ISSN: 2451-0637
Archives of Medical Science - Civilization Diseases
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1/2016
vol. 1
 
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abstract:
Letter to the Editor

Pediatric pancreaticopleural fistula: magnetic resonance imaging findings

Sinem Aydın
,
Rasul Sharifov
,
Serpil Kurtcan
,
Gizem Timocin
,
Alpay Alkan

Arch Med Sci Civil Dis 2016; 1: e70–e72
Online publish date: 2016/08/29
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Pancreaticopleural fistula (PPF) is a rare but severe complication of chronic pancreatitis [1, 2]. Patients diagnosed with PPF are commonly middle-aged (40–50 years) male patients (83%), with chronic pancreatitis related mainly to alcohol abuse (67%) [3]. It is very rare in the pediatric population due to lower incidence of chronic pancreatitis compared with adults. A pancreatic pleural effusion develops due to direct passage of pancreatic exudate through a natural hiatus in the diaphragm or by direct penetration through the dome of the diaphragm from a neighboring subdiaphragmatic collection [3]. Diagnosis can be late because of dominance of thoracic signs and symptoms. We review here key points in non-invasive diagnosis of a pancreaticopleural fistula with emphasis on magnetic resonance imaging (MRI) findings.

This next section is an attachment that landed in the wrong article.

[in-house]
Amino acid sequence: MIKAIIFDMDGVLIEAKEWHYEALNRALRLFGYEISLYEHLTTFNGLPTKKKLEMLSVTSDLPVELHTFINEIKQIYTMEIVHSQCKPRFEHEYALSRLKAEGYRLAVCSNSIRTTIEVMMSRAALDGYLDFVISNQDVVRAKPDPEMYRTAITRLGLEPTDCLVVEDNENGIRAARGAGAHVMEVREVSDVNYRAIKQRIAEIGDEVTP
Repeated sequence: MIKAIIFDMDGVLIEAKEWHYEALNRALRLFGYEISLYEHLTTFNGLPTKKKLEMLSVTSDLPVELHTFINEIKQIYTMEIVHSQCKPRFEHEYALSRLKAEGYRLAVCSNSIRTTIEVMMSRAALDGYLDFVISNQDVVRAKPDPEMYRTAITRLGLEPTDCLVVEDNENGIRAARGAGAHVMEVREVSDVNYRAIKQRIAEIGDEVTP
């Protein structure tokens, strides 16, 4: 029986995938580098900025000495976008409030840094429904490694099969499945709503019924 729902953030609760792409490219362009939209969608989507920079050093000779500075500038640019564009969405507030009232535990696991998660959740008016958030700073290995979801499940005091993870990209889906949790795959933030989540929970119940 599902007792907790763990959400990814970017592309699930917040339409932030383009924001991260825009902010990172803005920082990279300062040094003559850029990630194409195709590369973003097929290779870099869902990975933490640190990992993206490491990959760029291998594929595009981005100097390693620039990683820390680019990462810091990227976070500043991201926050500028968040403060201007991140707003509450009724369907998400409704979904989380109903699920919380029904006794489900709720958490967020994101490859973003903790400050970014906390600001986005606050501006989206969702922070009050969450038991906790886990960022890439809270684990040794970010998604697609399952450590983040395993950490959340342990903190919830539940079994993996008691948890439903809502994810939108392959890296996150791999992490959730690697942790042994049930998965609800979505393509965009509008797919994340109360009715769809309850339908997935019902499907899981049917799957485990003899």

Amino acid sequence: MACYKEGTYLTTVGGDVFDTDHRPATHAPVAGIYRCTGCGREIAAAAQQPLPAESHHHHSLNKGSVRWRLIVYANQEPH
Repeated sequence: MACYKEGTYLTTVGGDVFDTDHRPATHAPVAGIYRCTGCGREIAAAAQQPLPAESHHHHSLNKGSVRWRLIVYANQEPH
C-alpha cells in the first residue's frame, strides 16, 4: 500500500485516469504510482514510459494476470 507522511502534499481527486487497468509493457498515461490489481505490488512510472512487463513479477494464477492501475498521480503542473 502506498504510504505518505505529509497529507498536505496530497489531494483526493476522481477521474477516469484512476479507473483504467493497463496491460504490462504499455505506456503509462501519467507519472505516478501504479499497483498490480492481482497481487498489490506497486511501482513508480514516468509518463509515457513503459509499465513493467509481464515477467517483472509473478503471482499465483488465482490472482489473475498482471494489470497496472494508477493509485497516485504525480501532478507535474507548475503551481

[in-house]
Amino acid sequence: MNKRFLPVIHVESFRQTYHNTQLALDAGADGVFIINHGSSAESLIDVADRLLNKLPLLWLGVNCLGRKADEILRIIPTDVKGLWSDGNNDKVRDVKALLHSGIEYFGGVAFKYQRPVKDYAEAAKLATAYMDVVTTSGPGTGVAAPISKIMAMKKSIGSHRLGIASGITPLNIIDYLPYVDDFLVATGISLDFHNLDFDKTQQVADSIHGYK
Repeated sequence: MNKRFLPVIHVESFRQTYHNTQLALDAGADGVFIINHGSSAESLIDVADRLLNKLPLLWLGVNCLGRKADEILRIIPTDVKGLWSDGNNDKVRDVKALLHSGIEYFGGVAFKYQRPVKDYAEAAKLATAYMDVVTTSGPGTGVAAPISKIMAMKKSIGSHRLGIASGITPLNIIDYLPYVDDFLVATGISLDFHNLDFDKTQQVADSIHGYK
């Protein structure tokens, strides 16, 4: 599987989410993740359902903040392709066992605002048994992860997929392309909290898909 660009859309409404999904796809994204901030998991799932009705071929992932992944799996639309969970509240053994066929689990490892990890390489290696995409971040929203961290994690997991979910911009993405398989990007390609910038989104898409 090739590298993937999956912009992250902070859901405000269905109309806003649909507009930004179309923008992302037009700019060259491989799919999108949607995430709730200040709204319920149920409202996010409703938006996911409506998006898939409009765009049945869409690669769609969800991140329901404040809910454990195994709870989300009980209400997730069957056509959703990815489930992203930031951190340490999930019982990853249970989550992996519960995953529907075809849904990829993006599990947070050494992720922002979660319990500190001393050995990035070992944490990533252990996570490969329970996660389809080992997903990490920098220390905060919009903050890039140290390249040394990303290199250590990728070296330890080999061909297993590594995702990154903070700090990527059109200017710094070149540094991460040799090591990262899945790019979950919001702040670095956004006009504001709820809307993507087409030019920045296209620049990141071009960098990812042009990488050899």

A 14-year-old girl presented with left sided chest pain and fever ongoing for a few days. She had a history of hospitalization due to pleural effusion. She had been also admitted to emergency room (ER) for recurrent abdominal pain. She had abdominal pain every day. At physical examination she had a fever about 38.5°C. Laboratory tests were normal. She had normal white blood cell count (WBC) level and C-reactive protein (CRP). Chest X-ray revealed a homogeneous opacity in left lower zone with pleural effusion (Figure 1 A). Effusion sample was hemorrhagic. Considering the pediatric age of the patient, hemorrhagic effusion was unexpected and a thoracic computed tomography (CT) was performed for a specific diagnosis. Computed tomography scan revealed a left lower lobe consolidation accompanied by air cysts (Figure 1 B). Pancreatic parenchyma contained calcifications in upper abdominal CT sections (Figure 2). An upper abdominal MRI was performed to clarify the etiology of pancreatic calcifications and extent of the pleural tubular structures within the peritoneal cavity. On MR images pancreatic parenchyma was diffusely atrophic. The pancreatic duct was diffusely dilated (Figure 3 A). In the pancreatic head a tubular structure in communication with the pancreatic duct extending superiorly to the left pleural space was seen (Figures 3 B, C). T2-weighted MR images well depicted the fistulous connection between the pancreatic duct and the pleural space. The patient was diagnosed with pancreaticopleural fistula and chronic pancreatitis. A 7 Fr stent was inserted into the main pancreatic duct endoscopically so that drainage was obtained. The...


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